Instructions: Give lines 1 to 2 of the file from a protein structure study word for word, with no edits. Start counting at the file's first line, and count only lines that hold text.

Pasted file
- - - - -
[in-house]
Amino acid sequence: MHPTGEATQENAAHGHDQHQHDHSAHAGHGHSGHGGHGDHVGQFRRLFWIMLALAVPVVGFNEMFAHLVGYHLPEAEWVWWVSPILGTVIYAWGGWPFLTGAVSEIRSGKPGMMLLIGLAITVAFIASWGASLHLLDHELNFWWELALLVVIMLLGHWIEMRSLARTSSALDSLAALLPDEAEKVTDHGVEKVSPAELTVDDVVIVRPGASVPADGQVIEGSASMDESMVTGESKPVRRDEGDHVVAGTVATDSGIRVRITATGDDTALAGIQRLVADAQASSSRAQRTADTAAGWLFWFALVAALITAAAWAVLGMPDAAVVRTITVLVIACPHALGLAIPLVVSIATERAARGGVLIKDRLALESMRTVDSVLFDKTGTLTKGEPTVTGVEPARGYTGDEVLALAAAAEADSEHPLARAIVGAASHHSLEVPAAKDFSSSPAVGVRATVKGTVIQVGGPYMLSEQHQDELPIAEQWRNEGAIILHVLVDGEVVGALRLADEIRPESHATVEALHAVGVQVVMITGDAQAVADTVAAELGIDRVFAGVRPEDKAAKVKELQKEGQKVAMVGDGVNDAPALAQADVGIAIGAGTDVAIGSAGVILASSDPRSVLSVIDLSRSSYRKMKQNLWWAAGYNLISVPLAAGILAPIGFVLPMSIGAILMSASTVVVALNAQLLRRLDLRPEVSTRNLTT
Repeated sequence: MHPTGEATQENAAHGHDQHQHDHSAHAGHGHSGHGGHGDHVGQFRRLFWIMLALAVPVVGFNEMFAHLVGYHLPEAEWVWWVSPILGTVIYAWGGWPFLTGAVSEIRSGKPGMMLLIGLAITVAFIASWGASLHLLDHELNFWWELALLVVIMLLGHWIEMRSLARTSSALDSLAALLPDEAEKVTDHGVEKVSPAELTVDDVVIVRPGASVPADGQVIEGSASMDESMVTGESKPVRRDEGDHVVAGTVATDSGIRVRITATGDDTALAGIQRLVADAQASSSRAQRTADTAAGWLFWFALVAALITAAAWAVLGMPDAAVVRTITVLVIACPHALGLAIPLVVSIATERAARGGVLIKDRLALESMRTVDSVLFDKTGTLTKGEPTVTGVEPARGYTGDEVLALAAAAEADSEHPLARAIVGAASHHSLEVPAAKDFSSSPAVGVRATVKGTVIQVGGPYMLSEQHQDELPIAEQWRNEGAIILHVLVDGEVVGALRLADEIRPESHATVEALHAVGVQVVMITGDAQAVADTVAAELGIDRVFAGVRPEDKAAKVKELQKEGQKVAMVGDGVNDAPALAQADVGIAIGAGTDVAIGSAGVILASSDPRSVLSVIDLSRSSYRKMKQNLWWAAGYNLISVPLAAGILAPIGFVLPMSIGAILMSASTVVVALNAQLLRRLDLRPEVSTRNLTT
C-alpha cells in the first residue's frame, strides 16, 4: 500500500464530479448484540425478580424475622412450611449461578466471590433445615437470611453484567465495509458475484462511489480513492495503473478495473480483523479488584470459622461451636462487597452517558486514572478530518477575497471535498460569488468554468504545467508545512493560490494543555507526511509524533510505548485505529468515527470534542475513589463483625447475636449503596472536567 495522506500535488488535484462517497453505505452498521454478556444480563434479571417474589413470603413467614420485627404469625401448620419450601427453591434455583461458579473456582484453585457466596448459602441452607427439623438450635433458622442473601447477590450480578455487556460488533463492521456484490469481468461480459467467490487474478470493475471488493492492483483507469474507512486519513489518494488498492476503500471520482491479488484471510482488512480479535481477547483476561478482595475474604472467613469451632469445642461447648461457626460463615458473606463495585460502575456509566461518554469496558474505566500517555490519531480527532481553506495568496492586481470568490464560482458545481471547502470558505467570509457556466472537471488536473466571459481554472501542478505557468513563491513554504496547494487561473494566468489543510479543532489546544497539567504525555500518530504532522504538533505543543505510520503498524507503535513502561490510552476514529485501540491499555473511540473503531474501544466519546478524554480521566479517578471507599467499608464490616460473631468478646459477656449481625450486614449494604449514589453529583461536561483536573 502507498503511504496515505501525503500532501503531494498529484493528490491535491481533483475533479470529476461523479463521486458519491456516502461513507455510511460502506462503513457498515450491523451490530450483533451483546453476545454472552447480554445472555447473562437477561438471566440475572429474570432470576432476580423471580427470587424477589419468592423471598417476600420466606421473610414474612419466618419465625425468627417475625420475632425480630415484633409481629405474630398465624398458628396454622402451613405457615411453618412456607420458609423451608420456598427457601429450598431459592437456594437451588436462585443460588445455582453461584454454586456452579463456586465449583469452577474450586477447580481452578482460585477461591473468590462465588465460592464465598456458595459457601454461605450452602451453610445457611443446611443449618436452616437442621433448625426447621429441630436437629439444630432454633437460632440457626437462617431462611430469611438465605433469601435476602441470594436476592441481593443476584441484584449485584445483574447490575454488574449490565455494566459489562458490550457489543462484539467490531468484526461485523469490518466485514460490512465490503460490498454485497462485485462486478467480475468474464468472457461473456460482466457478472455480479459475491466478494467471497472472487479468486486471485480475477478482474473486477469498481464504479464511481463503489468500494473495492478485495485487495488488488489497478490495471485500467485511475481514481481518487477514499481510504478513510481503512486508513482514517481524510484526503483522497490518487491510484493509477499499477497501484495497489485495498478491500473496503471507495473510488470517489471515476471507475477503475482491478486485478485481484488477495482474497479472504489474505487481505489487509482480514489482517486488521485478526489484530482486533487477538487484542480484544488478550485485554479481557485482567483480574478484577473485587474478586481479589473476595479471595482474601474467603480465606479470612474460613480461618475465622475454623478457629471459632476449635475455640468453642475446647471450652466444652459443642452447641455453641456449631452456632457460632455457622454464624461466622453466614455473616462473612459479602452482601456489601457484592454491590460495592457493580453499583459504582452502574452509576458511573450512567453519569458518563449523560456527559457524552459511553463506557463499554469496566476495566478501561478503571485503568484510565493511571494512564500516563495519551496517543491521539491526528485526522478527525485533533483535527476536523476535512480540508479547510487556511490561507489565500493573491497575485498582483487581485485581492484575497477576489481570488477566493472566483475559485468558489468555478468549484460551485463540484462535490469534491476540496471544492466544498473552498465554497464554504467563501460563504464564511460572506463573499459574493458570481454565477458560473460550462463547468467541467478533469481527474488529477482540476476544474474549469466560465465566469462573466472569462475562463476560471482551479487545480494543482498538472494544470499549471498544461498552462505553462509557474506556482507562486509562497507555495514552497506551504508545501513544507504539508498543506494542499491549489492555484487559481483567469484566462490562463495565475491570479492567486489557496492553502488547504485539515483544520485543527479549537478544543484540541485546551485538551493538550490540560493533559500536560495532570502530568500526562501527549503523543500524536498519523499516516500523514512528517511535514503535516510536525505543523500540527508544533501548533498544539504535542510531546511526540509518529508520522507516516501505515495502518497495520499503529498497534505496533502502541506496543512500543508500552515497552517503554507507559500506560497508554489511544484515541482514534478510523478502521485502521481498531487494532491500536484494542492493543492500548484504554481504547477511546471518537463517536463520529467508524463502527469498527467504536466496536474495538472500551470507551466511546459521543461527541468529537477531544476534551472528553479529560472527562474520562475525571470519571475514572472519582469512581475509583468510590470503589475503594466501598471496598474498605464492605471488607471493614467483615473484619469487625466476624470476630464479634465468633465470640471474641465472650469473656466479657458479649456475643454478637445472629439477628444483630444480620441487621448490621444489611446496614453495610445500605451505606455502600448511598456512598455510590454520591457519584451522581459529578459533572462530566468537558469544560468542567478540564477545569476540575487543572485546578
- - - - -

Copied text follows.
[in-house]
Amino acid sequence: MHPTGEATQENAAHGHDQHQHDHSAHAGHGHSGHGGHGDHVGQFRRLFWIMLALAVPVVGFNEMFAHLVGYHLPEAEWVWWVSPILGTVIYAWGGWPFLTGAVSEIRSGKPGMMLLIGLAITVAFIASWGASLHLLDHELNFWWELALLVVIMLLGHWIEMRSLARTSSALDSLAALLPDEAEKVTDHGVEKVSPAELTVDDVVIVRPGASVPADGQVIEGSASMDESMVTGESKPVRRDEGDHVVAGTVATDSGIRVRITATGDDTALAGIQRLVADAQASSSRAQRTADTAAGWLFWFALVAALITAAAWAVLGMPDAAVVRTITVLVIACPHALGLAIPLVVSIATERAARGGVLIKDRLALESMRTVDSVLFDKTGTLTKGEPTVTGVEPARGYTGDEVLALAAAAEADSEHPLARAIVGAASHHSLEVPAAKDFSSSPAVGVRATVKGTVIQVGGPYMLSEQHQDELPIAEQWRNEGAIILHVLVDGEVVGALRLADEIRPESHATVEALHAVGVQVVMITGDAQAVADTVAAELGIDRVFAGVRPEDKAAKVKELQKEGQKVAMVGDGVNDAPALAQADVGIAIGAGTDVAIGSAGVILASSDPRSVLSVIDLSRSSYRKMKQNLWWAAGYNLISVPLAAGILAPIGFVLPMSIGAILMSASTVVVALNAQLLRRLDLRPEVSTRNLTT